MapReduce programming with Apache Hadoop

Process massive data sets in parallel on large clusters
By Ravi Shankar and Govindu Narendra, JavaWorld.com, 09/23/08 Google and its MapReduce framework may rule the roost when it comes to massive-scale data processing, but there's still plenty of that goodness to go around. This article gets you started with Hadoop, the open source MapReduce implementation for processing large data sets. Authors Ravi Shankar and Govindu Narendra first demonstrate the powerful combination of map and reduce in a simple Java program, then walk you through a more complex data-processing application based on Hadoop. Finally, they show you how to install and deploy your application in both standalone mode and clustering mode. Are you amazed by the fast response you get while searching the Web with Google or Yahoo? Have you ever wondered how these services manage to search millions of pages and return your results in milliseconds or less? The algorithms that drive both of these major-league search services originated with Google's MapReduce framework. While MapReduce is proprietary technology, the Apache Foundation has implemented its own open source map-reduce framework, called Hadoop. Hadoop is used by Yahoo and many other services whose success is based on processing massive amounts of data. In this article we'll help you discover whether it might also be a good solution for your distributed data processing needs. We'll start with an overview of MapReduce, followed by a couple of Java programs that demonstrate the simplicity and power of the framework. We'll then introduce you to Hadoop's MapReduce implementation and walk through a complex application that searches a huge log file for a specific string. Finally, we'll show you how to install Hadoop in a Microsoft Windows environment and deploy the application -- first as a standalone application and then in clustering mode. You won't be an expert in all things Hadoop when you're done reading this article, but you will have enough material to explore and possibly implement Hadoop for your own large-scale data-processing requirements.

About MapReduce
MapReduce is a programming model specifically implemented for processing large data sets. The model was developed by Jeffrey Dean and Sanjay Ghemawat at Google (see "MapReduce: Simplified data processing on large clusters"). At its core, MapReduce is a combination of two functions -- map() and reduce(), as its name would suggest.

A quick look at a sample Java program will help you get your bearings in MapReduce. This application implements a very simple version of the MapReduce framework, but isn't built on Hadoop. The simple, abstracted program will illustrate the core parts of the MapReduce framework and the terminology associated with it. The application creates some strings, counts the number of characters in each string, and finally sums them up to show the total number of characters altogether. Listing 1 contains the program's Main class. Listing 1. Main class for a simple MapReduce Java app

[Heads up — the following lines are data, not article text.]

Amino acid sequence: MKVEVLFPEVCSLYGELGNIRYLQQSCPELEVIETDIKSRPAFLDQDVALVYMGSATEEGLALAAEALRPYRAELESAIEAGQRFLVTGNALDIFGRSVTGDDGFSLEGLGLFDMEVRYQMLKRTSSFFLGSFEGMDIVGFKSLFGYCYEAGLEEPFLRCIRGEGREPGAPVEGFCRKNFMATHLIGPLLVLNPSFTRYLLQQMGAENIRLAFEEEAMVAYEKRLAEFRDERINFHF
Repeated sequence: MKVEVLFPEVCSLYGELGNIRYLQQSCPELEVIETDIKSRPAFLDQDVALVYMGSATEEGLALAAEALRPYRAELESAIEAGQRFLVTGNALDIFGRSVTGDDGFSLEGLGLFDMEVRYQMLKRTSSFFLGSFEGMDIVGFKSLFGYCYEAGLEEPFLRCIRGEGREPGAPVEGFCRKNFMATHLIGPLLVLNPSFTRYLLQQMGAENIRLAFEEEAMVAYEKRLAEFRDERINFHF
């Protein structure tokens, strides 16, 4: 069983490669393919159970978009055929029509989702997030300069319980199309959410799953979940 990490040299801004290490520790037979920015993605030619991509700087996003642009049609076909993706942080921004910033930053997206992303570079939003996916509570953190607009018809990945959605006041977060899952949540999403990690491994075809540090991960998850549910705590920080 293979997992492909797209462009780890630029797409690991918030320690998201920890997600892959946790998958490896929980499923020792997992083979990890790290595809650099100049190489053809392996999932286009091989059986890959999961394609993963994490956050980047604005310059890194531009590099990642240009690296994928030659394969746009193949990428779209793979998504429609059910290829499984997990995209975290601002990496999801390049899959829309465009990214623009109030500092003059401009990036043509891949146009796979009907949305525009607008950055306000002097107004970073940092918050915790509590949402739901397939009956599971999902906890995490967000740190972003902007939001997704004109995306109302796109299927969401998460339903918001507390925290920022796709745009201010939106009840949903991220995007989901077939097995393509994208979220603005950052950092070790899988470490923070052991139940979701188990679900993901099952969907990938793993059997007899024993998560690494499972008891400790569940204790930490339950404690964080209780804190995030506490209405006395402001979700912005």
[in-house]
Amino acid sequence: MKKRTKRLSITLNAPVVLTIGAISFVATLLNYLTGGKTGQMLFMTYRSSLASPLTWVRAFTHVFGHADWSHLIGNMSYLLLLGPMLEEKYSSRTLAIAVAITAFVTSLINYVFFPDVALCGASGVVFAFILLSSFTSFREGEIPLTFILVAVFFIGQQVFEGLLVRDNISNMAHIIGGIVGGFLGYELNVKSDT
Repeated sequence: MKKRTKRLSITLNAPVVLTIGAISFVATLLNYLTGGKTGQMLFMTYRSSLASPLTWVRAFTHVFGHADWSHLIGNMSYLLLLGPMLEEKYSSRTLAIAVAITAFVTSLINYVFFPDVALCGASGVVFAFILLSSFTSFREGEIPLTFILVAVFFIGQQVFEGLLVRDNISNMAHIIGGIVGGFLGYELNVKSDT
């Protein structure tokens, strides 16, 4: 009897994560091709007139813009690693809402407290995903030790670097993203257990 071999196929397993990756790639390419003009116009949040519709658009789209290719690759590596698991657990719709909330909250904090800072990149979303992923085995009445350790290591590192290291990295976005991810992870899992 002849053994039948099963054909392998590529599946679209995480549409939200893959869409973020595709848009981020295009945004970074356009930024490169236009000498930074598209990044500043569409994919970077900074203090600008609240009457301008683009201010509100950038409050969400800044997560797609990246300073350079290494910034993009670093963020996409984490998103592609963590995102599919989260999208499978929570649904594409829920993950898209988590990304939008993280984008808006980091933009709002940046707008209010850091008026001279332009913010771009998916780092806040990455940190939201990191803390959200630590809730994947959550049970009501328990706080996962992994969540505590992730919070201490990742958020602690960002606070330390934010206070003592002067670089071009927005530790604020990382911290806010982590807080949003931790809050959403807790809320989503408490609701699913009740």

public class Main { public static void main(String[] args) { MyMapReduce my = new MyMapReduce(); my.init(); } }

Listing 1 just instantiates a class called MyMapReduce, which is shown in Listing 2. Listing 2. MyMapReduce.java
import java.util.*; public class MyMapReduce ...

Download complete Listing 2 As you see, the crux of the class lies in just four functions:

The init() method creates some dummy data (just 30 strings). This data serves as the input data for the program. Note that in the real world, this input could be gigabytes, terabytes, or petabytes of data! The step1ConvertIntoBuckets() method segments the input data. In this example, the data is divided into six smaller chunks and put inside an ArrayList named buckets. You can see that the method takes a list, which contains all of the input data, and another int value, numberOfBuckets. This value has been hardcoded to five; if you divide 30 strings into five buckets, each bucket will have six strings each. Each bucket in turn is represented as an ArrayList. These array lists are put finally into another list and returned. So, at the end of the function, you have an array list with five buckets (array lists) of six strings each.

These buckets can be put in memory (as in this case), saved to disk, or put onto different nodes in a cluster! step2RunMapFunctionForAllBuckets() is the next method invoked from init(). This method internally creates five threads (because there are five buckets -- the idea is to start a thread for each bucket). The class responsible for threading is StartThread, which is implemented as an inner class. Each thread processes each bucket and puts the individual result in another array list named intermediateresults. All the computation and threading takes place within the same JVM, and the whole process runs on a single machine. If the buckets were on different machines, a master should be monitoring them to know when the computation is over, if there are any failures in processing in any of the nodes, and so on. It would be great if the master could perform the computations on different nodes, rather than bringing the data from all nodes to the master itself and executing it. The step3RunReduceFunctionForAllBuckets() method collates the results from intermediateresults, sums it up, and gives you the final output. Note that intermediateresults needs to combine the results from the parallel processing explained in the previous bullet point. The exciting part is that this process also can happen concurrently!